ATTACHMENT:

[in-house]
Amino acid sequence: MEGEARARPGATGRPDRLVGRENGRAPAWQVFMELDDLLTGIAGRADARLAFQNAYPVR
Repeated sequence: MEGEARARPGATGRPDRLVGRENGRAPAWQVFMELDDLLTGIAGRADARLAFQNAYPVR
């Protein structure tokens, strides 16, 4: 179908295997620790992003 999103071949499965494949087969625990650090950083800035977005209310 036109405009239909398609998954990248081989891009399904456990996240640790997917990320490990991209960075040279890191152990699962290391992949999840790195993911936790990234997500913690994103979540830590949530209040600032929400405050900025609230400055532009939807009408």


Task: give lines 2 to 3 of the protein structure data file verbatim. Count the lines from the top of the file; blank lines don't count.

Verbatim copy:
Amino acid sequence: MEGEARARPGATGRPDRLVGRENGRAPAWQVFMELDDLLTGIAGRADARLAFQNAYPVR
Repeated sequence: MEGEARARPGATGRPDRLVGRENGRAPAWQVFMELDDLLTGIAGRADARLAFQNAYPVR